The Internet is an amazing platform for all kinds of things including research, watching movies, listening to music, reading about history, etcetera. However, misunderstandings happen from time to time, especially between big companies and providers who are all fighting for their place under the sky. While a healthy dose of competition is always welcomed, it sometimes turns into a serious debate that includes some more or less valid points. One of those debates happened between Comcast and Level 3 over their commercial arrangement for the exchange of Internet traffic. Many people have commented the moves of both parties, but the vast majority of people had a wrong idea of what’s happening between these companies, and most of them thought it has something to do with net neutrality which should be solved by federal regulations.
More often than not, the Internet is described as “the network of all networks.” However, the vast majority of people who use the internet on a daily basis don’t know how it actually works nor do they give too much thought to the incredibly complex logistics involved. In fact, for the internet to operate, thousands if not hundreds of thousands of networks need to establish arrangements to govern how they exchange traffic between themselves. Most people don’t hassle much with both computers and software which is why the vast majority isn’t familiar with the concept behind such a massive network.
While there are several different types of internet providers and different arrangements, the key point is that these arrangements have developed over time between various companies and have not been regulated nor legislated at all. The sheer fact that the Internet actually works is great, but when you think about it being delivered to billions of people at incredibly high speeds is nothing short of amazing.
The thing here is that the FCC didn’t intervene at all when it comes down to legislative interventions for these arrangements nor did they impose any form of regulation to settle periodic disputes between provider companies. For example, Level 3 has already had a dispute with Cogent back in 2005 in which they insisted that Cogent has to pay a fee for using Level 3’s network rather than peering through a settlement-free basis. While FCC is planning on tackling net neutrality regulations in the near future, that has nothing to do with potentially changing the regulatory treatment toward large providers. In other words, even though FCC is planning to get involved, it’s not as fundamental and radical as some people think.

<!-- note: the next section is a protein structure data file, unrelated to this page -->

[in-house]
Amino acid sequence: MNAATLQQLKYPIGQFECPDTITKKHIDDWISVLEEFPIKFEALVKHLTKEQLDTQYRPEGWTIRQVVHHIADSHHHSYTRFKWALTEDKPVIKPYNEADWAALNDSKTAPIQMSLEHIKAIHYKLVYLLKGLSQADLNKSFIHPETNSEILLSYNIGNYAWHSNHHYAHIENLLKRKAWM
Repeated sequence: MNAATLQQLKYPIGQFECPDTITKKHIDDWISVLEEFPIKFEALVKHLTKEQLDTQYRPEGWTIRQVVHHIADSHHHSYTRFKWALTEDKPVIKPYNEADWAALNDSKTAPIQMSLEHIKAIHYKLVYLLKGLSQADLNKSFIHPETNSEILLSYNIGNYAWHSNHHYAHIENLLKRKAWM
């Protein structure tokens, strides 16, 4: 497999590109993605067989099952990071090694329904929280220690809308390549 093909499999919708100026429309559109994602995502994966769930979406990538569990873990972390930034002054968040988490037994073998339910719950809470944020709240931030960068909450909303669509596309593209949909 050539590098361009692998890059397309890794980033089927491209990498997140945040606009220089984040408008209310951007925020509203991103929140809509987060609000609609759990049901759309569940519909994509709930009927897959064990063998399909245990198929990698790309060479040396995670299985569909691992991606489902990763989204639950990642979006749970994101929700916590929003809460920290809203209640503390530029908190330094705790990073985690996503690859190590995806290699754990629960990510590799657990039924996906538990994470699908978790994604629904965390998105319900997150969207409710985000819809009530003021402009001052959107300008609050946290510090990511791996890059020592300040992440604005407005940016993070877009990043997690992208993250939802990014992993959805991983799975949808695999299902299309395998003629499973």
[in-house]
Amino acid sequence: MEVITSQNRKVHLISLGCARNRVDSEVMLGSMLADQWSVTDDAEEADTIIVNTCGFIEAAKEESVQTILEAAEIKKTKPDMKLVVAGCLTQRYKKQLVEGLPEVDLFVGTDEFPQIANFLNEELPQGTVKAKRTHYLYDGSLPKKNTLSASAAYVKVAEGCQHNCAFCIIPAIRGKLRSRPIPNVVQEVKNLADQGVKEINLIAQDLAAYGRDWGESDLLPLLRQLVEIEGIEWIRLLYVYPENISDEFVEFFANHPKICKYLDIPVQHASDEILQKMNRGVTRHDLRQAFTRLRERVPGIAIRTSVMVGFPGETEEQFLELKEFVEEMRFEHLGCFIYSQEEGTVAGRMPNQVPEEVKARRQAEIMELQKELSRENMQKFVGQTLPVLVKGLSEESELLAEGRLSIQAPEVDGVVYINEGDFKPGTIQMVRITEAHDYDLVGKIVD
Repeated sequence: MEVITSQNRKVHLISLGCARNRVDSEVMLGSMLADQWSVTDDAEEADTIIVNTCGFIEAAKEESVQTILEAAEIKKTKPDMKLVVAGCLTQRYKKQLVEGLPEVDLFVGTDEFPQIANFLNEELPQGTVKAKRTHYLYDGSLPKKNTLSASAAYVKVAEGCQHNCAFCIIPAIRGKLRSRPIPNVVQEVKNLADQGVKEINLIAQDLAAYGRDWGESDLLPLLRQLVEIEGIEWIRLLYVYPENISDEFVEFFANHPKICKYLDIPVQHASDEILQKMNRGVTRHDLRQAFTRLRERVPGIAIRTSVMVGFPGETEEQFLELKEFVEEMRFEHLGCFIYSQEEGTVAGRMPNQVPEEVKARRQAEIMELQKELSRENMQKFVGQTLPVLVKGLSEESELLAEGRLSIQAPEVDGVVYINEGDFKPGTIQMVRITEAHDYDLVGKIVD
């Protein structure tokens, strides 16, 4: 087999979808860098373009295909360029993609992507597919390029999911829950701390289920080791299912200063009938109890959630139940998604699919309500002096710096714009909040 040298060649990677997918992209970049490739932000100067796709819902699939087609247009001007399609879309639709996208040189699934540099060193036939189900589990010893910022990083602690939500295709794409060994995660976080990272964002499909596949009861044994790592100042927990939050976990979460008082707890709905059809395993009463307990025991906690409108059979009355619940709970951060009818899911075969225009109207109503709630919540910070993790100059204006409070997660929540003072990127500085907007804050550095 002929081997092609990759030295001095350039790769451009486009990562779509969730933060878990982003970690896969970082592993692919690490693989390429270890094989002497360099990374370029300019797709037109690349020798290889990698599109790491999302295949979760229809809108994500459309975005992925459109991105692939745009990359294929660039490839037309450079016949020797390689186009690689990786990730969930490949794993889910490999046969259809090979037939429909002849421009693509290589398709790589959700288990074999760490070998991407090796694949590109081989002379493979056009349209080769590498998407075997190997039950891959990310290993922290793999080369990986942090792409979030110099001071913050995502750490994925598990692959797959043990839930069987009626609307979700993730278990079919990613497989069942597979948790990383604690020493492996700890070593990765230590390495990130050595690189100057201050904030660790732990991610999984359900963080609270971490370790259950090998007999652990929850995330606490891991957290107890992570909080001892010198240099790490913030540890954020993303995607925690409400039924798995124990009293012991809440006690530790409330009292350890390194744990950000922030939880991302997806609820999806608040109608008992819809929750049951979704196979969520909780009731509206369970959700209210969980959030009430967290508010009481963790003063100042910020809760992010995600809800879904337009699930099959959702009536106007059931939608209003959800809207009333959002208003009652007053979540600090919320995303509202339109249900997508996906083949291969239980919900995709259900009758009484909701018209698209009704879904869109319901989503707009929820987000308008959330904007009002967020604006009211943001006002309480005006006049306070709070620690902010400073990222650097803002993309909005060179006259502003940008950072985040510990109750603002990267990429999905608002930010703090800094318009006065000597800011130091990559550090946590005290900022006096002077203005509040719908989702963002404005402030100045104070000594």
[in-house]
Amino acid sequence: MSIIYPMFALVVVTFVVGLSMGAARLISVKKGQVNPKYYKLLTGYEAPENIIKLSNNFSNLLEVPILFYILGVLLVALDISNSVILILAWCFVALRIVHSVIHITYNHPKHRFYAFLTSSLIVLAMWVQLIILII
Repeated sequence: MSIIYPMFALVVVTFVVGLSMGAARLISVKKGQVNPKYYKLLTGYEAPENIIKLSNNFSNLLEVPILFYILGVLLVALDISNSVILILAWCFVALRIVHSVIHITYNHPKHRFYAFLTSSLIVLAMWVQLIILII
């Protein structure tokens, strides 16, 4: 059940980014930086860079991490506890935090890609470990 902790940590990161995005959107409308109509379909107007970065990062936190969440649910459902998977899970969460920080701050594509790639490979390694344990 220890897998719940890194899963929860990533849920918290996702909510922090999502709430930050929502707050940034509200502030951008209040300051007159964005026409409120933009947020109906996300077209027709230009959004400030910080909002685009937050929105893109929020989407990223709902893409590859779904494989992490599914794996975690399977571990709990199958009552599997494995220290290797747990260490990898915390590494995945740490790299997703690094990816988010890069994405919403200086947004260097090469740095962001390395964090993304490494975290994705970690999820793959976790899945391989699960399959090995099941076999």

In conclusion, is there anything unusual about the misunderstanding between Comcast and Level 3, and should FCC get involved? Even though the answer to this question varies depending on the subjective opinion of the individual, it’s safe to say that FCC should not intervene in this particular case. While some of the initial reactions of many people were pro-Level 3, it later became obvious that all they are trying to do is force regulatory processes upon their competitors in order to get a better business negotiating leverage in the future.
On top of that, Level 3 should not be surprised by Comcast’s move whatsoever. In fact, Comcast has said numerous times that they aim to offer a balanced network to their users in a sense that they don’t want to overwhelm a particular part of the network. Suffocating data sources would result in issues on the front-end which would then result in a massive loss of clients due to poor service. When Level 3 approached Comcast with their concerns and asked for a change in the interconnection arrangement, they should have expected that Comcast would look for a corresponding change in Level 3’s arrangements as well. Reciprocity is valued quite high in this business and it’s unrealistic to expect anything less.
Under these specific circumstances, the Level 3’ plea for FCC’s intervention on this matter can be considered as completely unwarranted. Some people will argue for and some of them will argue against government legislation when it comes down to using, sharing, and selling Internet traffic. As of now, FCC does not enforce any rules or regulations meaning that companies have to settle these disputes themselves or simply come up with a proper arrangement on how to deal with traffic predicaments.
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